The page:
Wildlife & Conservation
The garden at Fast Rabbit has been created in a naturally rich habitat of streams, woodland and arable farmland.
The wildlife waited patiently whilst we planted and created – and then moved back in. You may not see some of the shyer species during your visit but you will see and hear a great variety of birds, insects and creatures.
Existing wildflower colonies have been nurtured and these include the spring favourites of bluebells and primroses. Quickthorn, hawthorn and willow contribute to early blossom and these in turn attract insects and bird species like blue, great and long-tailed tits. Other wildflowers include red and white campion, clover, buttercups and wild anemones.
The range of insects at the garden is enhanced by a variety of watery habitats and the great diversity of plant species. Butterflies seen in the valley include: red admiral, clouded yellow, common blue, tortoiseshell, peacock, gatekeeper, meadow brown and painted lady.
Orange tip butterflies feed on lady’s smock in April and May. There are a vast number of moth species. Look out for the elephant hawk-moth (pink and light green) and the aptly named hummingbird hawk-moth as it buzzes from bloom to bloom. Privet and poplar hawk-moths are also common.
There are several varieties of dragonfly including the iridescent blue damselfly which skims the lake surface in summer. Bees both bumble and honey have an on-going feast from early spring and in the late summer you will hear crickets chirruping in the meadows and grassed areas.
The bird colony at the garden consists of the regulars and the summer visitors. Buzzards are can be seen swooping majestically above the valley, calling to each other, throughout the year whilst a pair of kestrels with their trademark hovering technique regularly hunt for voles in the more open spaces.
Since 2017, we seem to have a resident honey buzzard which is very rare in the UK. This majestic animal is seen daily. Evidence of its activity in the form of bee and wasp hives literally dug-up can also be spotted by the observant visitor. Owls, both barn and tawny are more often heard than seen.
Regular birds include the robin, thrush, blackbird, sparrow, chaffinch, blue tit, moorhen, greenfinch, skylark, spotted woodpecker, dunnock, grey wagtail (by the river) and pied wagtail. Bullfinches and goldfinches are often spotted, the latter in huge flocks.
Migrants include swallows feeding over the lake, heron – often seen flapping slowly away with feet trailing behind, and the cuckoo in late spring.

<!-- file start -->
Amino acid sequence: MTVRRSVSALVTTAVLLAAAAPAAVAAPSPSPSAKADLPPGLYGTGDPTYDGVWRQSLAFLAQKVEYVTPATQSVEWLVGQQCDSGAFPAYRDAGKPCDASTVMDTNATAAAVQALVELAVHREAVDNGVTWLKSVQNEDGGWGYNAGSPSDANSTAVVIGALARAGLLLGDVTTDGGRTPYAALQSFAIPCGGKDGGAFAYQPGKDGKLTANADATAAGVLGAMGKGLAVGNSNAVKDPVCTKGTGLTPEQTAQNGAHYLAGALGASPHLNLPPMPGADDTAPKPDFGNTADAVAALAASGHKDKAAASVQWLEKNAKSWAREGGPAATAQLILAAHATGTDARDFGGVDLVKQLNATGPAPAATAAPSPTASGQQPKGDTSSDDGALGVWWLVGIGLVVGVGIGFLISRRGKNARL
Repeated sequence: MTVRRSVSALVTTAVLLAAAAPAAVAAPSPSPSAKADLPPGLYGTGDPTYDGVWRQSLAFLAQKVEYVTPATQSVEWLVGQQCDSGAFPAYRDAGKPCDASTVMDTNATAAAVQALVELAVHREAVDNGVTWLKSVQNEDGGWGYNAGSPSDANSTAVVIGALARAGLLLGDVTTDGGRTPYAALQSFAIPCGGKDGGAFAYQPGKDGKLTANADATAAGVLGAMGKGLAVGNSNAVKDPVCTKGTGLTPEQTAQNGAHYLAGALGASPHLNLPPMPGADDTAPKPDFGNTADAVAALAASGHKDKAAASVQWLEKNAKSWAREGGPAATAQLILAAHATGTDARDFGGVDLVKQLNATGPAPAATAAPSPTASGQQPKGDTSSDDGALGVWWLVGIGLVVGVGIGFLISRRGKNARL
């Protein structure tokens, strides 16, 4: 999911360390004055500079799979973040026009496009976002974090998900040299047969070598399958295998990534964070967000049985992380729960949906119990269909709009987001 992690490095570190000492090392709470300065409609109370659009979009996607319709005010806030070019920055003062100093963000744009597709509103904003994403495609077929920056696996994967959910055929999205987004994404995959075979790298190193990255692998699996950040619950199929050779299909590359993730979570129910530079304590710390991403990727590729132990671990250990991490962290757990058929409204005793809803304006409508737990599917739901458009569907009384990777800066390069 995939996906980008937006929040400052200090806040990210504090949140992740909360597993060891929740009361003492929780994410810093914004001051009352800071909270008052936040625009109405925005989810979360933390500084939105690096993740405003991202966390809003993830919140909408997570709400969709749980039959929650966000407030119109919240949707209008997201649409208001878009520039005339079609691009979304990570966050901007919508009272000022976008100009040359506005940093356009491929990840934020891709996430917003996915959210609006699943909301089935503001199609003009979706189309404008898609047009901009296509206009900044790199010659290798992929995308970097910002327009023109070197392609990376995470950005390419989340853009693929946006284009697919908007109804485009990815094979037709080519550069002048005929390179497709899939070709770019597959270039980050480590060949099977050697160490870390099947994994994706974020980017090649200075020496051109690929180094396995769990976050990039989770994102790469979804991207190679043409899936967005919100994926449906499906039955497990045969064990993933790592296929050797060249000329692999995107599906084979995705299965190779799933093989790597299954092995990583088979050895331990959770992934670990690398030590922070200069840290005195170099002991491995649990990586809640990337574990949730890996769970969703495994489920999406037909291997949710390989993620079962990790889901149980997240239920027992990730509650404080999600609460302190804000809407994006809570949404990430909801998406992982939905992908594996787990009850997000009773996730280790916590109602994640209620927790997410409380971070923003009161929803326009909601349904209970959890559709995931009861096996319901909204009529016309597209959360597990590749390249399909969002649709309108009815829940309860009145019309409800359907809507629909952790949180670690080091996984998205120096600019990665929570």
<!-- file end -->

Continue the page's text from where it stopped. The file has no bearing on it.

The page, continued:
You will be lucky to catch a glimpse of the kingfisher by the river or diving for fish in the lake. However you will very likely hear the woodpecker drumming in the woodland.
Mammals, Reptiles and Amphibians
The diversity of mammal life reflects the range of habitats in the garden. Rabbits, badgers, foxes squirrels, and voles are common and likely to be seen by quieter visitors. Hares (fast rabbits) live in the meadows and fallow deer pass through the woodland with very little noise but have been spotted by some.
The pond areas are breeding grounds for newts, toads and frogs attracted by the clean water and thriving insect life. You will be privileged if you catch a glimpse of a grass snake or adder but both slow worms and common lizards sun themselves on rocks on sunny mornings. Otters visit at night but you may find their spraint near the lake.
One area of woodland is full of rabbits and a quiet approach along one of the paths should enable you to study these bumptious residents.
The garden has been created on two wildlife-friendly principles.
Firstly we have sought to incorporate existing wildflowers and woodland into our planting scheme.
Secondly, we have tried to create a wide range of habitats to encourage biodiversity. This has included creating ponds, planting flowering and native species of trees and managing woodland.
Managing the woodland includes limiting bully species like the bramble and removing infected trees to protect others. If you are interested in contributing to this work or learning more about it, see our volunteering section.